Less than one week before we announce the fiction longlist for the Best Translated Book Award (I have three more pre-announcements posts in the works to whet your appetite), but in the meantime, the French-American Foundation just announced the finalists for their Translation Prize.
The French-American Foundation received 64 submissions to the Translation Prize this year from more than 35 American publishers. . . . There will be one Fiction and one Non-Fiction prize presented at the annual Awards Ceremony on June 5 in New York. Each winning translator will receive a $10,000 cash prize funded by the Florence Gould Foundation.
The jury, which includes Linda Asher, David Bellos, Linda Coverdale, Emmanuelle Ertel and Lorin Stein, has selected the best English translations of French works published in 2012.
Here’s the list of the Fiction Finalists (descriptions theirs):
No One by Gwenaëlle Aubry and translated by Trista Selous (Tin House Books)
No One is a fictional memoir in dictionary form that investigates the unstable identity of the author’s father, a lawyer affected by a disabling bipolar disorder. Letter by letter, Aubry gives shape and meaning to the father who had long disappeared from her view.
We Monks and Soldiers by Lutz Bassmann and translated by Jordan Stump (University of Nebraska Press)
While humanity seems to be fading around them, the members of a shadowy organization are doing their inadequate best to assist those experiencing their last moments. This remarkable work offers readers a thrilling entry into Bassmann’s numinous world.
HHhH by Laurent Binet and translated by Sam Taylor (Farrar, Straus and Giroux)
A seemingly effortlessly blend of historical truth, personal memory, and Laurent Binet’s remarkable imagination, HHhH—a winner of the prestigious Prix Goncourt du Premier Roman—is a work at once thrilling and intellectually engrossing, a fast-paced novel of the Second World War.
Prehistoric Times by Eric Chevillard and translated by Alyson Waters (Archipelago Books)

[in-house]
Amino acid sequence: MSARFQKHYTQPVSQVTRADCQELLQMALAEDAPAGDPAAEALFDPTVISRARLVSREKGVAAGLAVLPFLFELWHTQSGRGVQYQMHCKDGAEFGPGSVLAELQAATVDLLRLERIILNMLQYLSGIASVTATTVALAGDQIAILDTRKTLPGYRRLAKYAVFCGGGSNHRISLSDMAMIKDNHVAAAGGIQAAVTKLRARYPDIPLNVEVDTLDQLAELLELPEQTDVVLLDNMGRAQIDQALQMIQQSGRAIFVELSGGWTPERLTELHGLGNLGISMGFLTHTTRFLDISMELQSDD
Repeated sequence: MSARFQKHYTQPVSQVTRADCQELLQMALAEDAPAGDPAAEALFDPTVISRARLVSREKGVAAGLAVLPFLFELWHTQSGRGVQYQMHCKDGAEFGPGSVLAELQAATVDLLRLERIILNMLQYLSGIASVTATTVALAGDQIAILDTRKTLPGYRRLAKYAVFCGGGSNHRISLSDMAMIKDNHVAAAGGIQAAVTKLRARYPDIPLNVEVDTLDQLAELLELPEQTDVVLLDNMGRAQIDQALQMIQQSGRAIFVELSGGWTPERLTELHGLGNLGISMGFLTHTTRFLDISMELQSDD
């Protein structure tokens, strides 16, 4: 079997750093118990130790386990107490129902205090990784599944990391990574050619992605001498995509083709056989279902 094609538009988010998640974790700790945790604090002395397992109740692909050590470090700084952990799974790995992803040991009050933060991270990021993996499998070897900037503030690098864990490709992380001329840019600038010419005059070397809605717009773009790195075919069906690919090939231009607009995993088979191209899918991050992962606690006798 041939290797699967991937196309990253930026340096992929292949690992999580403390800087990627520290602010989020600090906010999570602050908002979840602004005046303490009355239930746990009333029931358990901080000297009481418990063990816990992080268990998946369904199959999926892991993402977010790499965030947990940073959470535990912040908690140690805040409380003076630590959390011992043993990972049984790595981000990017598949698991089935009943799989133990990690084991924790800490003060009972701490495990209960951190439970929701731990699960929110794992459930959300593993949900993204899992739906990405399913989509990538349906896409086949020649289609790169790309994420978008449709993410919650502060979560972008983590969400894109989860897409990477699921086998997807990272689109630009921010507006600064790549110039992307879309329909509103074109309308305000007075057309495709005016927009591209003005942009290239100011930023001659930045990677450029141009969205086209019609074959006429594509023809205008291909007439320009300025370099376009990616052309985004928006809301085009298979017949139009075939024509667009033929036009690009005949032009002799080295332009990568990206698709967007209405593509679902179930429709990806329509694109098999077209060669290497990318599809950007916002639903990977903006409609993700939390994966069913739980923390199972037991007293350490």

The characters in Prehistoric Times remind us of the inhabitants of Samuel Beckett’s world: dreamers who in their savage and deductive folly try to modify reality.
With the Animals by Noëlle Revaz and translated by W. Donald Wilson (Dalkey Archive Press)
With the Animals, Noëlle Revaz’s shocking debut, is a novel of mud and blood whose linguistic audaciousness is matched only by its brutality, misanthropy, and gallows humor.
And for those of you who have read this far in this post, you should know that two of those five titles made the Best Translated Book Award fiction longlist . . .
“Rambling Jack—what’s that?”
“A novel. Novella, I guess.”
“Yeah, it looks short. What is it, a hundred pages?”
“Sorta. It’s a duel language book, so really, only about… 50 pages total.”
“And this—what. . .
Many authors are compared to Roberto Bolaño. However, very few authors have the privilege of having a Roberto Bolaño quote on the cover of their work; and at that, one which states, “Good readers will find something that can be. . .
In Josep Maria de Sagarra’s Private Life, a man harangues his friend about literature while walking through Barcelona at night:
When a novel states a fact that ties into another fact and another and another, as the chain goes on. . .
César Aira dishes up an imaginative parable on how identity shapes our sense of belonging with Dinner, his latest release in English. Aira’s narrator (who, appropriately, remains nameless) is a self-pitying, bitter man—in his late fifties, living again with. . .
Originally published in French in 2007, We’re Not Here to Disappear (On n’est pas là pour disparaître) won the Prix Wepler-Fondation La Poste and the Prix Pierre Simon Ethique et Réflexion. The work has been recently translated by Béatrice Mousli. . .
Even though the latest from Jean Echenoz is only a thin volume containing seven of what he calls “little literary objects,” it is packed with surprises. In these pieces, things happen below the surface, sometimes both literally and figuratively. As. . .
Who is this woman? This is the question that opens Xiao Bai’s French Concession, a novel of colonial-era Shanghai’s spies and revolutionaries, police and smugglers, who scoot between doorways, walk nonchalantly down avenues, smoke cigars in police bureaus, and lounge. . .
For the past 140 years, Anna Karenina has been loved by millions of readers all over the world. It’s easy to see why: the novel’s two main plots revolve around characters who are just trying to find happiness through love.. . .
Linn Ullmann’s The Cold Song, her fifth novel, is built much like the house about which its story orbits: Mailund, a stately white mansion set in the Norwegian countryside a few hours drive from Oslo. The house, nestled into the. . .
Karel Schoeman’s Afrikaans novel, This Life, translated by Else Silke, falls into a genre maybe only noticed by the type of reader who tends toward Wittgenstein-type family resemblances. The essential resemblance is an elderly narrator, usually alone—or with one other. . .